"I think we can be honest brokers," says Dr. Lolita McDavid, medical director for child advocacy and protection at University Hospitals, part of Case Western Reserve University's school of medicine in Cleveland.
"We have to have a collectively louder voice," Dr. Danielle Laraque, who chairs the pediatrics department at Maimonides Infants and Children's Hospital in Brooklyn, told a meeting of the Pediatric Academic Societies in Washington, D.C., earlier this month. "What we need is a call to action, to really look at how we can change public policy that is not often affected by data."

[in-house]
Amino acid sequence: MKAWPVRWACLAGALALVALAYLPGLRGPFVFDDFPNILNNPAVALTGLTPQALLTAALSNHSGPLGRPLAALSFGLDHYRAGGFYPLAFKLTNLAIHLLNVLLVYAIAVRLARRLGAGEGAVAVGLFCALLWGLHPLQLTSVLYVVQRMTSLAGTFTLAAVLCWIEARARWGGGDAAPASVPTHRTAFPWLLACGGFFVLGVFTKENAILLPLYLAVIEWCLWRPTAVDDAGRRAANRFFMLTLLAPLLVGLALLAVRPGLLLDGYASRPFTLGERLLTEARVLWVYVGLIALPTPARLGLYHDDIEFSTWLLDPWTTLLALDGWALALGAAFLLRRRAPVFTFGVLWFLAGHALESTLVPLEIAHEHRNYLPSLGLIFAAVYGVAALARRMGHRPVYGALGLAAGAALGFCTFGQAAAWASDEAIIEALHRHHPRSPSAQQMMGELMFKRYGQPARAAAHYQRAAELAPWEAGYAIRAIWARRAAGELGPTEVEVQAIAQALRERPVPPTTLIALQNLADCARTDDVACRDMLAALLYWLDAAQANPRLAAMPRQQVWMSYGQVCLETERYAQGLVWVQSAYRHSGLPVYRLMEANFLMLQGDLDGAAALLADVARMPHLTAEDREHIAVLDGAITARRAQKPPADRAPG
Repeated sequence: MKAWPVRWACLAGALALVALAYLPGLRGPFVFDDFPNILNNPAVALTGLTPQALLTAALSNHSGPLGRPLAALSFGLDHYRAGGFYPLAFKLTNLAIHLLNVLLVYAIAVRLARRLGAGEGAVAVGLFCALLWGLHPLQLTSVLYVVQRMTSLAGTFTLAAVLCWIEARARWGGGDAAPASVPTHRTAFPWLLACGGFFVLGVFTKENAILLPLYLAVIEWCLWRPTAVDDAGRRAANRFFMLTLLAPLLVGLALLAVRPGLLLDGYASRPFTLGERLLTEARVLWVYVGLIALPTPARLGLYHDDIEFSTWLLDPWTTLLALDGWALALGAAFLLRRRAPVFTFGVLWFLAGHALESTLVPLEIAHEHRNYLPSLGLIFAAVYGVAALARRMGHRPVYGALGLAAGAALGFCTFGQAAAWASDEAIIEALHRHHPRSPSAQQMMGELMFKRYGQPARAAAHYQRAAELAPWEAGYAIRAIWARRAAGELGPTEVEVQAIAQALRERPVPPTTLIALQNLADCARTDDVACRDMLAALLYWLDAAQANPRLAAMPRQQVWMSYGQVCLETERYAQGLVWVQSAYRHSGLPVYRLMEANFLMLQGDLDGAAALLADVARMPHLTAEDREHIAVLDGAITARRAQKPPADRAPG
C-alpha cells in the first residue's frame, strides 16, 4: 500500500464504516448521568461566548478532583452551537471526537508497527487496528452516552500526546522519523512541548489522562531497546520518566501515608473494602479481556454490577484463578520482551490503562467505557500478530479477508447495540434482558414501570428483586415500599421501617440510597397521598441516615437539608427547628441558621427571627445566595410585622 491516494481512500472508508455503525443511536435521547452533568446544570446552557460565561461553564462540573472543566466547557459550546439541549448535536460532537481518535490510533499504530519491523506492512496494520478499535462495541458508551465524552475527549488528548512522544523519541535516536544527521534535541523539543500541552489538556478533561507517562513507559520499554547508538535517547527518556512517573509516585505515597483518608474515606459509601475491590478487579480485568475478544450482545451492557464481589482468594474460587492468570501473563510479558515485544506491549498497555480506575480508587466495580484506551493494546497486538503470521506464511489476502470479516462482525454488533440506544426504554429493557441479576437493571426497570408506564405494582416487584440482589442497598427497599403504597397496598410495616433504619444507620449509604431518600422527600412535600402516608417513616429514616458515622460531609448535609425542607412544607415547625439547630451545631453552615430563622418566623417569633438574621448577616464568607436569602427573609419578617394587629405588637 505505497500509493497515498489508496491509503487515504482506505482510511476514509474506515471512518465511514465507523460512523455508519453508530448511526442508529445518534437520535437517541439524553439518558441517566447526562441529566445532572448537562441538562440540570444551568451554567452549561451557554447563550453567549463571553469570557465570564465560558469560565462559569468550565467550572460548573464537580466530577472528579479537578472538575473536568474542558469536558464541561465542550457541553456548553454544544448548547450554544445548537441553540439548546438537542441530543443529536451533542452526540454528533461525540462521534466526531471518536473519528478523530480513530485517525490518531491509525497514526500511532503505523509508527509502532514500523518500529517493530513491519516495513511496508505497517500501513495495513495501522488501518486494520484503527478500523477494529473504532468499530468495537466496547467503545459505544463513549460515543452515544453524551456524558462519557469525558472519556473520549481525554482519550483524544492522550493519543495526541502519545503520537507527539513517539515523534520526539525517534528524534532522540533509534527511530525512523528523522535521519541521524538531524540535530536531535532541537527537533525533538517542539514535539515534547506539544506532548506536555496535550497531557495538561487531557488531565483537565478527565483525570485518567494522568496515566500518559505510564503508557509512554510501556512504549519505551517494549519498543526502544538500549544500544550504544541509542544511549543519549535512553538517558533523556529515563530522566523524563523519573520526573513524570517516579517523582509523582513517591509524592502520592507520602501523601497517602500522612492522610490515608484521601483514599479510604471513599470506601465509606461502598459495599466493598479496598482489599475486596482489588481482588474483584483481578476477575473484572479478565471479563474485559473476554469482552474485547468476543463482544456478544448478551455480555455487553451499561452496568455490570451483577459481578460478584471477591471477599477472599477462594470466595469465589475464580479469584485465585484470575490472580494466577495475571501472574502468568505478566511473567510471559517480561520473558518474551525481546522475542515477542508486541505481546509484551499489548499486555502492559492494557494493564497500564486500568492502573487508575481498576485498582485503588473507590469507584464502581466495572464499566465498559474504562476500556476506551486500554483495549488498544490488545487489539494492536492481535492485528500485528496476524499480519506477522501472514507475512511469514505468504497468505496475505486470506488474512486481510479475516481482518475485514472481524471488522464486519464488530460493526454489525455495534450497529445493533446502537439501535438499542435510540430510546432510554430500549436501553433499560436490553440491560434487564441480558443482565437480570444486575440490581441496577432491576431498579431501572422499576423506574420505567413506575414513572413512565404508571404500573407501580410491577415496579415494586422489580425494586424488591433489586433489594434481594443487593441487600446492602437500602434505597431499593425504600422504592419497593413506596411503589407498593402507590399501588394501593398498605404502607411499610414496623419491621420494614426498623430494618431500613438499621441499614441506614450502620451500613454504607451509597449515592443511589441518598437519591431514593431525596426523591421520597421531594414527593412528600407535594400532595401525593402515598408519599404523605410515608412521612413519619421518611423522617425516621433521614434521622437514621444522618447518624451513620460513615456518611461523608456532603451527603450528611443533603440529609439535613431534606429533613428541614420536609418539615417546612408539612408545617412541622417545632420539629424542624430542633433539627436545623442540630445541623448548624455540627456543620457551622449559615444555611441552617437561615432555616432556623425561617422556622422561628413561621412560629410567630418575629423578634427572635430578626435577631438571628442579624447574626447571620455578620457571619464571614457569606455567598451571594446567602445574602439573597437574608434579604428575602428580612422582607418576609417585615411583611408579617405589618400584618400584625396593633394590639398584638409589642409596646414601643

They don't always get a friendly reception. Just two weeks before the doctors arrived, Congress had scuttled what gun-control advocates had considered a modest bill to expand background checks for gun sales.
Congress had already dropped a wider measure pushed by President Barack Obama and Vice President Joe Biden after the December shootings of 20 schoolchildren and six adults in Newtown, Conn.
Image: Gun trigger, via Shutterstock